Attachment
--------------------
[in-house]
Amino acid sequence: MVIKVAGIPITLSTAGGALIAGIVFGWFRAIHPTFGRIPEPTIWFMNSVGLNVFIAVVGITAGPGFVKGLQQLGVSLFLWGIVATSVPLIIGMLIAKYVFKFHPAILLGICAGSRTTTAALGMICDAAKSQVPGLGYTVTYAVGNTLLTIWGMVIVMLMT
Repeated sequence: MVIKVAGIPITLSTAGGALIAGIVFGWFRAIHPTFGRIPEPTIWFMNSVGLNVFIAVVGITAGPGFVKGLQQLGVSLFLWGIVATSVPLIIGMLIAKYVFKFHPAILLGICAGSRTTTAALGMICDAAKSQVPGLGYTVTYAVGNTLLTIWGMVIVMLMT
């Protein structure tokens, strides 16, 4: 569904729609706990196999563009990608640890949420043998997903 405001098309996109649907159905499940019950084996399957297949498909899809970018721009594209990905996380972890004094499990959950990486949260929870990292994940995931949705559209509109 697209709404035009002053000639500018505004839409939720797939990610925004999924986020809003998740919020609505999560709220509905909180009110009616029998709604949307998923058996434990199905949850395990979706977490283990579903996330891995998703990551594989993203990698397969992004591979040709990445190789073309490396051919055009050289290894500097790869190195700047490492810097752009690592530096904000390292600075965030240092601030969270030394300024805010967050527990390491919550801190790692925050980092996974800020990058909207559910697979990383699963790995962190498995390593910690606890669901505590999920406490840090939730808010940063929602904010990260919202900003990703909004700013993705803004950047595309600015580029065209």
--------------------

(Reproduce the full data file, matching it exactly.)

[in-house]
Amino acid sequence: MVIKVAGIPITLSTAGGALIAGIVFGWFRAIHPTFGRIPEPTIWFMNSVGLNVFIAVVGITAGPGFVKGLQQLGVSLFLWGIVATSVPLIIGMLIAKYVFKFHPAILLGICAGSRTTTAALGMICDAAKSQVPGLGYTVTYAVGNTLLTIWGMVIVMLMT
Repeated sequence: MVIKVAGIPITLSTAGGALIAGIVFGWFRAIHPTFGRIPEPTIWFMNSVGLNVFIAVVGITAGPGFVKGLQQLGVSLFLWGIVATSVPLIIGMLIAKYVFKFHPAILLGICAGSRTTTAALGMICDAAKSQVPGLGYTVTYAVGNTLLTIWGMVIVMLMT
């Protein structure tokens, strides 16, 4: 569904729609706990196999563009990608640890949420043998997903 405001098309996109649907159905499940019950084996399957297949498909899809970018721009594209990905996380972890004094499990959950990486949260929870990292994940995931949705559209509109 697209709404035009002053000639500018505004839409939720797939990610925004999924986020809003998740919020609505999560709220509905909180009110009616029998709604949307998923058996434990199905949850395990979706977490283990579903996330891995998703990551594989993203990698397969992004591979040709990445190789073309490396051919055009050289290894500097790869190195700047490492810097752009690592530096904000390292600075965030240092601030969270030394300024805010967050527990390491919550801190790692925050980092996974800020990058909207559910697979990383699963790995962190498995390593910690606890669901505590999920406490840090939730808010940063929602904010990260919202900003990703909004700013993705803004950047595309600015580029065209």